I have scanned the whole world over till there’s nothing left to scan.

I have heard the finest music, I have read the rarest books,
I have drunk the purest vintage, I have tasted all the cooks;
I have run the scale of living and have sounded every tone,
There is nothing left to live for and I long to be alone.

Alone and unmolested where the vultures do not rave,
And the only refuge left me is the quiet, placid grave;
I am judge and jury mingled, and the verdict that I give
Is, that minus friends and money it is foolishness to live.

In a day or two my body will be found out in the lake;
The coroner will get a fee; and the printer get a ” take ” ;
The usual verdict — ” Suicide, from causes yet unknown. “
And Golgotha draws another blank, a mound without a stone.

To change the usual verdict I will give the reason now,
Before the rigid seal of death is stamped upon my brow.
‘Tis the old familiar story of passion, love and crime,
Repeated thru the ages since Cleopatra’s time.

A woman’s lips, a woman’s eye — a siren all in all,
A modern Circe fit to cause the strongest men to fall;
A wedded life, some blissful years, and poverty drops in
With care and doubt and liquor from whisky down to gin.

The story told by Tolstoi in comparison to mine
Is moonlight unto sunlight, as water unto wine;
The jealous pangs I suffered, the sleepless nights of woe
I pray no other mortal may ever undergo.

But I’ve said enough, I fancy, to make the reason plain —
Enough to show the causes of a shattered heart and brain;
What wonder then that life holds not a single thread to bind
A wish or hope to live for, an interest in mankind.

Already dead but living, a fact that I regret,
A man without desire excepting to forget;
And since there is denied me one, why should I linger here,
A dead leaf from the frost of a long-forgotten year?

So au revoir, old cronies; if there’s a meeting place beyond,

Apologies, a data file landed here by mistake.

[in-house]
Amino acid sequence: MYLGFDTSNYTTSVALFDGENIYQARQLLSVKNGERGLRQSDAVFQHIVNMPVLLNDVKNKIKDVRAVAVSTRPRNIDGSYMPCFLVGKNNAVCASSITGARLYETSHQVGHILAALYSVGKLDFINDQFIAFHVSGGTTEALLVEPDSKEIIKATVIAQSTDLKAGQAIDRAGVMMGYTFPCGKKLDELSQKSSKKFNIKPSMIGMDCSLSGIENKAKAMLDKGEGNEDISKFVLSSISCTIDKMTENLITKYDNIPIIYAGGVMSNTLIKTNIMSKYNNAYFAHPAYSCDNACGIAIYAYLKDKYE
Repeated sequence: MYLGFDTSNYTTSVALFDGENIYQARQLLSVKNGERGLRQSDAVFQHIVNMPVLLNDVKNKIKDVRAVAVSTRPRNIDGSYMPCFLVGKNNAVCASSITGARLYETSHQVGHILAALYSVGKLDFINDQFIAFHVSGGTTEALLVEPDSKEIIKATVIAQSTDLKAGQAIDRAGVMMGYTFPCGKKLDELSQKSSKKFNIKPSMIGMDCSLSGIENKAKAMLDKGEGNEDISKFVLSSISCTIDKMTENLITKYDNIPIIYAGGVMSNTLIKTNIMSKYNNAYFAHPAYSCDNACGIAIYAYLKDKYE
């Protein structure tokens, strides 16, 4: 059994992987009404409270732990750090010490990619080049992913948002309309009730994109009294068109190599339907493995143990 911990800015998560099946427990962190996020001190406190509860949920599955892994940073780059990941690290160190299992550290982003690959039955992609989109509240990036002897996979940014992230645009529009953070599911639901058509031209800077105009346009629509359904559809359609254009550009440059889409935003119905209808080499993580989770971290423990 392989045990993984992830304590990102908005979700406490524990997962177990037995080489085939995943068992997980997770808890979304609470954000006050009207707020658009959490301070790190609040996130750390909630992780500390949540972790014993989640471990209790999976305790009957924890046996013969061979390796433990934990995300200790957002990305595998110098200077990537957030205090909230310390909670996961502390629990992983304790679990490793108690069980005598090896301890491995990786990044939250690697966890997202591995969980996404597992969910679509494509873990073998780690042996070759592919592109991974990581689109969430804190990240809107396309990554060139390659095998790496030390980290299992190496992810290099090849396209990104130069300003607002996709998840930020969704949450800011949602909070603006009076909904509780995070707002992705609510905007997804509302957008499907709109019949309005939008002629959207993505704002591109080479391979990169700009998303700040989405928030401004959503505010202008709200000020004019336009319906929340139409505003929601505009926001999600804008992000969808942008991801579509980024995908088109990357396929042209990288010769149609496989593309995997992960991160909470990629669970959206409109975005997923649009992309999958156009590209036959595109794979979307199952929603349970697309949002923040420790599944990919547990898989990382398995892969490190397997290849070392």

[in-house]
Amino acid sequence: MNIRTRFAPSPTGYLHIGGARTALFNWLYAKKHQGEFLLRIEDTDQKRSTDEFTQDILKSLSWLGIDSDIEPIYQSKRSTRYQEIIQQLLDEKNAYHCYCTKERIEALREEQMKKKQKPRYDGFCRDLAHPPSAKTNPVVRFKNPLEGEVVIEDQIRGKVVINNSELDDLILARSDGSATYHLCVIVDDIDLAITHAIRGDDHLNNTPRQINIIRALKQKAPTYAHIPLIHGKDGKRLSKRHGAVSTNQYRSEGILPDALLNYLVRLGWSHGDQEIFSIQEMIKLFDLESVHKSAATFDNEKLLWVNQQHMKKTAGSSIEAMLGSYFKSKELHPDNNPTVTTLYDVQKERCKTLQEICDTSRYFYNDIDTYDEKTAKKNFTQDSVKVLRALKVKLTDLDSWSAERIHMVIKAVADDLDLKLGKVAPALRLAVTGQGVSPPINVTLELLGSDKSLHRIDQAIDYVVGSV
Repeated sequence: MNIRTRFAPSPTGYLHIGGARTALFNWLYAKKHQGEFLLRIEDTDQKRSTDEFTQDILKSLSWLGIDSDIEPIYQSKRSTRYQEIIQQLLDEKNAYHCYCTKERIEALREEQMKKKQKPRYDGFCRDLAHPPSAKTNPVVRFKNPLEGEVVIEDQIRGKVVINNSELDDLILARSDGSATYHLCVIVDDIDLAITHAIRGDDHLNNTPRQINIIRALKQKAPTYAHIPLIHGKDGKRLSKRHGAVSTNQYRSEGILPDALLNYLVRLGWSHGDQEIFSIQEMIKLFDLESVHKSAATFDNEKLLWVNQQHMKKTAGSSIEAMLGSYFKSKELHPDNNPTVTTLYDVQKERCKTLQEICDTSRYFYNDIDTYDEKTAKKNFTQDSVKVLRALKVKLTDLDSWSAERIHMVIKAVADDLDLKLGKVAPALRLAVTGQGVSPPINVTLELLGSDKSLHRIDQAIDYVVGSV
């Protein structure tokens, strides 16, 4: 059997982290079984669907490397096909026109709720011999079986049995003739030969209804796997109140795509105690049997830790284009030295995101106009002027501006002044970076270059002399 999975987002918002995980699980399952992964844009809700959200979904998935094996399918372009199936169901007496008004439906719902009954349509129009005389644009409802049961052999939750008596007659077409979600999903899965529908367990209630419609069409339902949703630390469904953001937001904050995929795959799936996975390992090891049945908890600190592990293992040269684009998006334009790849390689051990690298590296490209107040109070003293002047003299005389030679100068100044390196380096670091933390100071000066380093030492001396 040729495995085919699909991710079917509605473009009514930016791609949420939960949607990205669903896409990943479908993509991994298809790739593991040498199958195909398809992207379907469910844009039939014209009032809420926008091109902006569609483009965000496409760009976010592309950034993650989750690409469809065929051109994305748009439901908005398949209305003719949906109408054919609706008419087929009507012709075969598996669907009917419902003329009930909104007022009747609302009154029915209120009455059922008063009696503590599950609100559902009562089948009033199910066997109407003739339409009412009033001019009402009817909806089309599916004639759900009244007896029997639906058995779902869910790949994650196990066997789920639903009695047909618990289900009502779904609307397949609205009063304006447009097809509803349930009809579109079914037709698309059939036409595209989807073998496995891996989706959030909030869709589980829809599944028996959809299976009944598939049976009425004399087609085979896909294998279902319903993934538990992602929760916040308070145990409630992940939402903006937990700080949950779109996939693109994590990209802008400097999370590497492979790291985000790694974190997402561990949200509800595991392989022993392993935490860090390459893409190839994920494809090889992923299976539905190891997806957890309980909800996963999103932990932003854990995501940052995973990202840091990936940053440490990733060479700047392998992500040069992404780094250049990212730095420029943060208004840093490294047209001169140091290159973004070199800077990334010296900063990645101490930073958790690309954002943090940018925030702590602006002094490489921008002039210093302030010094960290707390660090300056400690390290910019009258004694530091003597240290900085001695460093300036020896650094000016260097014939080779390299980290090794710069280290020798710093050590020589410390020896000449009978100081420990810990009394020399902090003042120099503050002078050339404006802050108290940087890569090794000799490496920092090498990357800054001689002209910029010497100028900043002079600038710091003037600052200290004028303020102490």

I’ll let you know in spirit, and I know you will respond;
I’m going now, old comrades, to heaven or to hell;
I’ll let you know which shortly — farewell, a long farewell.

Unknown

Suicide’s Note

The calm,
Cool face of the river
Asked me for a kiss.

Langston Hughes

A Wish

The days drag on, each moment multiplies
Within my wounded heart the pain and sadness
Of an unhappy love and, dark, gives rise.
To sleepless dreams, the haunting dreams of madness
But I do not complain – instead, I weep;
Tears bring me solace, comforted they leave me.
My spirit, captive held by grief, a deep.
And bitter rapture finds in them, believe me.
Pass, life! Come, empty phantom, onward fly.
And in the silent void of darkness vanish.
Dear it to me my love’s unending anguish;
If as I die I love, pray let me die.

Alexander Sergeyevich Pushkin
Blurred victim of violence

Coda

There’s little in taking or giving,
There’s little in water or wine;
This living, this living, this living
Was never a project of mine.
Oh, hard is the struggle, and sparse is
The gain of the one at the top,
For art is a form of catharsis,
And love is a permanent flop,
And work is the province of cattle,
And rest’s for a clam in a shell,

So I’m thinking of throwing the battle-
Would you kindly direct me to hell?

Dorothy Parker

The Suicide’s Argument

Ere the birth of my life, if I wished it or no
No question was asked me, it could not be so!
If the life was the question, a thing sent to try
And to live on be yes; what can no be? to die.

Is’t returned, as ’twas sent? Is’t no worse for the wear?
Think first, what you are! Call to mind what you were!
I gave you innocence, I gave you hope,
Gave health, and genius, and an ample scope,
Return you me guilt, lethargy, despair?
Make out the invent’ry; inspect, compare!
Then die, if die you dare!

Samuel Taylor Coleridge

Midnight Oil

Cut if you will, with Sleep’s dull knife,
Each day to half its length, my friend,-
The years that Time take off my life,
He’ll take from off the other end!

Edna St. Vincent Millay

Poems About Madness and Self Harm

Angel with black wings lying on the ground.

The Mill

The miller’s wife had waited long,
The tea was cold, the fire was dead;
And there might yet be nothing wrong
In how he went and what he said:
“There are no millers any more,”
Was all that she had heard him say;
And he had lingered at the door
So long that it seemed yesterday.

Sick with a fear that had no form
She knew that she was there at last;
And in the mill there was a warm
And mealy fragrance of the past.
What else there was would only seem
To say again what he had meant;
And what was hanging from a beam
Would not have heeded where she went.

And if she thought it followed her,
She may have reasoned in the dark